Since the MEP (M&E) industry worldwide is constantly on the turn to parametric three dimensional model-based building services style and coordination processes, the question of who what between contractors as well as consultants has re-emerged. Among the challenges in the contemporary building services industry issues the effective control associated with BIM models between MEP Experts and MEP Contractors.
BIM has benefits including: greater collaboration in between stakeholders, improved design overall performance, less constructability issues on-site as well as cost efficiency. However, implementing BIM requires effectively managing scope definition and delivery along with the information flow between the actual MEP (M&E) consultant, the actual MEP (M&E) contractor, a number of sub-contractors and shop fabricators. Nevertheless, BIM can create range overlap (and therefore costs and delays for that project) between MEP (M&E) experts, contractors and other downstream individuals.
In the traditional program, where 2D design information is received, the MEP contractor would result in services coordination and conflict detection. He/she would overlay the actual 2D drawings of each one of the services (HVAC, electrical, and plumbing) and execute a detailed coordination exercise – usually by utilizing 3D tools or by utilizing BIM tools. The end result will be a model that is spatially coordinated that may then be used with regard to installation drawing creation as well as subsequent fitting/installation.
The traditional approach (2D drawing deliverables) didn’t require design consultants to consider constructability and spatial coordination. Nevertheless, the BIM process requires MEP (M&E) BIM consultants to produce clash-free 3D MEP versions before creating 2D style drawings for contractors to make use of. As the consultant can also be handing over their BIM design (which is increasingly conflict free and coordinated with a extent) he/she is essentially carrying out a few of the scope traditionally taken upon by contractors. However and much more importantly, the MEP model in the consultant is not always coordinated in the manner that the services will be installed or be economical for an MEP service provider.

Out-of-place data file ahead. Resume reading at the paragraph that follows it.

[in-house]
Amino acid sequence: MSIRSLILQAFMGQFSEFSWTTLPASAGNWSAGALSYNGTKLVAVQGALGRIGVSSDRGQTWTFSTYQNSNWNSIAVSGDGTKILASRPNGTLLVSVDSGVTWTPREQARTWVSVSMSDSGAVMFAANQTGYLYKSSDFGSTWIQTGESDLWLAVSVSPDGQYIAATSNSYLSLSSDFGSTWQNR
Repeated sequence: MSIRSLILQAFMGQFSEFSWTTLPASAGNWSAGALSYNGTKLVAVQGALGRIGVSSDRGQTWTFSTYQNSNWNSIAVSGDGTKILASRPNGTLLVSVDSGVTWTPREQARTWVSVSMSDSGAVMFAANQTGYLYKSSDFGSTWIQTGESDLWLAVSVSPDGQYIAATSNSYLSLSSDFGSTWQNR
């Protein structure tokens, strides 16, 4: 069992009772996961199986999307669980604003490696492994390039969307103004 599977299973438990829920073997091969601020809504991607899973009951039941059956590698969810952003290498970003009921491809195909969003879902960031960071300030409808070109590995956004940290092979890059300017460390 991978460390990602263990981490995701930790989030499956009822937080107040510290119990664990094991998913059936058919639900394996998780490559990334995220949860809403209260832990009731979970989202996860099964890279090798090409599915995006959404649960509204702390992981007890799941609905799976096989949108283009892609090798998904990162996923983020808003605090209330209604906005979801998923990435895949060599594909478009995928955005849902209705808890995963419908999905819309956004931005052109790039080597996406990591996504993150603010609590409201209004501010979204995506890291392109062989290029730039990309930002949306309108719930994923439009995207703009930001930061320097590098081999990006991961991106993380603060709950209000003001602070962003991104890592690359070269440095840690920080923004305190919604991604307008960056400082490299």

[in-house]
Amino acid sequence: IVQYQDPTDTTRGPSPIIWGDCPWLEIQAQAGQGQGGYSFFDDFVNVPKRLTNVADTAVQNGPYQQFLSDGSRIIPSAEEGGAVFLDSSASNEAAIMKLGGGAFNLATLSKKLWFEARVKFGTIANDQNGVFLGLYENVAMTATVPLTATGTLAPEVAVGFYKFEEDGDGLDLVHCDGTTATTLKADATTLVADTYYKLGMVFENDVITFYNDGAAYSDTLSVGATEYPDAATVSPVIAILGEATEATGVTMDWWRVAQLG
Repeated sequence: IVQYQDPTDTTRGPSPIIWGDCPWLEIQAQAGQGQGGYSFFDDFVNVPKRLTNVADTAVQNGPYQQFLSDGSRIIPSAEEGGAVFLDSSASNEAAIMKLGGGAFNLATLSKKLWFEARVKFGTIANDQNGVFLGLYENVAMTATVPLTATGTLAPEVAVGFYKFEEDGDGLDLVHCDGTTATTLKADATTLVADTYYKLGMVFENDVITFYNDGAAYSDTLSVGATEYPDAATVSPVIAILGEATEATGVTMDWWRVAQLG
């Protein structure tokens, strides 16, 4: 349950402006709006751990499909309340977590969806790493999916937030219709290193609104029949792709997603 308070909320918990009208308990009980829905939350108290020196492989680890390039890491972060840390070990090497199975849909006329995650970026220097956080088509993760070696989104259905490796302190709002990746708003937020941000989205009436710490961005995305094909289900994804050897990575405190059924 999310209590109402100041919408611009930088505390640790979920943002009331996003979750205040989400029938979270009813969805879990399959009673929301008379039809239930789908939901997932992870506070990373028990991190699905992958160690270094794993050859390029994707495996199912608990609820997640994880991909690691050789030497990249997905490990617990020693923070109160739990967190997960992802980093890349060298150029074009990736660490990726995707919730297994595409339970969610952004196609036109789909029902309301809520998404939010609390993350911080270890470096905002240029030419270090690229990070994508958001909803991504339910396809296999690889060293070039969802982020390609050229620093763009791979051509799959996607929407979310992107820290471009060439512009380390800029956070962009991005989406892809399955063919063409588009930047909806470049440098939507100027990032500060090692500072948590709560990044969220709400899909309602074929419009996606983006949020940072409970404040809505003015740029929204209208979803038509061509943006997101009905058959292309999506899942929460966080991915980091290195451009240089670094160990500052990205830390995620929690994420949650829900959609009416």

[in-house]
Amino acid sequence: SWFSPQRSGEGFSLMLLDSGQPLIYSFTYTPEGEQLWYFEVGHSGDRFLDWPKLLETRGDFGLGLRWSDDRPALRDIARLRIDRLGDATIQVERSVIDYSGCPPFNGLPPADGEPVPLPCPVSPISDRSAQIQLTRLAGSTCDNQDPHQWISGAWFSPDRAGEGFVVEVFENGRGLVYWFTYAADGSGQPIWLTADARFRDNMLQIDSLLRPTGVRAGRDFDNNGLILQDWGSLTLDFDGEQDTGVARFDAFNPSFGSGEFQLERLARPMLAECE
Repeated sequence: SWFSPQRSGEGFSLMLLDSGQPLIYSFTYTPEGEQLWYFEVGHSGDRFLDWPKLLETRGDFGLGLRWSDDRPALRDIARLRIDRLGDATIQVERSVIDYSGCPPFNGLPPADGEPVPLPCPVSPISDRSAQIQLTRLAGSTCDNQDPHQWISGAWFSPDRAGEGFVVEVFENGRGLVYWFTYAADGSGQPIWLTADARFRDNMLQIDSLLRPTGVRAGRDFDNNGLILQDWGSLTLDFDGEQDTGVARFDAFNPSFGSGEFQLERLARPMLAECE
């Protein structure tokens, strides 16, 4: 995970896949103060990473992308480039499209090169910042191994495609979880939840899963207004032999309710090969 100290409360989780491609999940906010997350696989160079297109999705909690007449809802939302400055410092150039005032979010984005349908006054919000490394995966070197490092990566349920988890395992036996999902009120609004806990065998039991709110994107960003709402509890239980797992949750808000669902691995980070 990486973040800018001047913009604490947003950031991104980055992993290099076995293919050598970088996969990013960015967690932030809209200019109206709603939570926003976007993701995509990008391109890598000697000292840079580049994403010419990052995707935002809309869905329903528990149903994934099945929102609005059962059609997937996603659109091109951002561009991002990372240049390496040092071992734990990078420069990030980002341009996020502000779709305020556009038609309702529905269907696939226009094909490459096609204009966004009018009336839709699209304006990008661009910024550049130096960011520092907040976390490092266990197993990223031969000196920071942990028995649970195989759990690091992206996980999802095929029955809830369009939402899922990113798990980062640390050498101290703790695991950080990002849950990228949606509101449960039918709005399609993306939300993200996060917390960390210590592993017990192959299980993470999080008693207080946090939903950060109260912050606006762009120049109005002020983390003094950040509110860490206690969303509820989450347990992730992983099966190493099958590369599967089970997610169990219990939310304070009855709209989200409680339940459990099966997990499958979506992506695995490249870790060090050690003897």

Though the consultants’ BIM MEP Engineered Drawings might be clash-free and spatially coordinated using the architectural and structural techniques, the 3D model provided towards the contractor by the advisor may fall short as a result of number of reasons for example: I) procurement-led changes with regard to materials and equipment; ii) it might not represent the real installation process or design; iii) the layouts might not be efficient i. e. permitting too many bends as well as connections; iv) there might not be adequate allowance for lagging; v) there might not be adequate allowance for installation/hanging; and vi) there might not be allowance for access with regard to maintenance purposes. In brief, the consultant’s 3D model might be spatially coordinated but not really adequate for installation.
Without updating the BIM model to their own fitting and installation requirements/standards, the contractor won’t experience constructability issues until within the field. At that stage it’s almost too late to create too many changes and also the installation will be compromised as overview of the model and modified drawings at that late stage will likely create additional costs as well as fees.
This additional work through the contractor is in impact repeating the modelling exercise (as well since the drawing exercise) and may be the key area of scope overlap and for that reason additional time and cost that will impact project profitability as well as schedules.
To many observers, such an overlap defeats the objective of employing MEP (M&E) BIM techniques. With more time in the beginning of the process in order to define the deliverables of every party the scope could be reduced.
There are three alternatives open to the project team to prevent scope overlap in this way. Firstly, the consultant may produce a BIM model but might not focus on creating the coordinated or clash free of charge model. He/she would make use of the model to then produce design drawings. This would provide the actual contractor with a model that isn’t coordinated but with effective routes and outlets for services that may then be fine-tuned. This method would reduce BIM modelling time for that consultant as it eliminates the coordination ‘headache’.
Next, he may create a 2D mep cad drawings as with the traditional non-BIM period. This will still permit BIM model creation through the contractor and therefore project’s need for BIM it’s still served. This method allows the contractor to produce a coordinated BIM model utilizing specialist MEP coordination companies if needed.
The third approach is perfect for the design consultants to use specialist a MEP coordination organization that understands and offers ‘coordination for installation’ abilities. By employing these skills in the design stage the output is prone to be more useful for that contractor whose role will then be to fine tune the model after which create drawings.
By managing mep coordination drawings projects using one of these simple methods scope overlap is going to be reduced and projects could be more effectively managed and delivered throughout the pre-construction and BIM phases. The end result would have been a gain for clients along with a more positive and effective utilization of BIM technology to provide MEP BIM projects.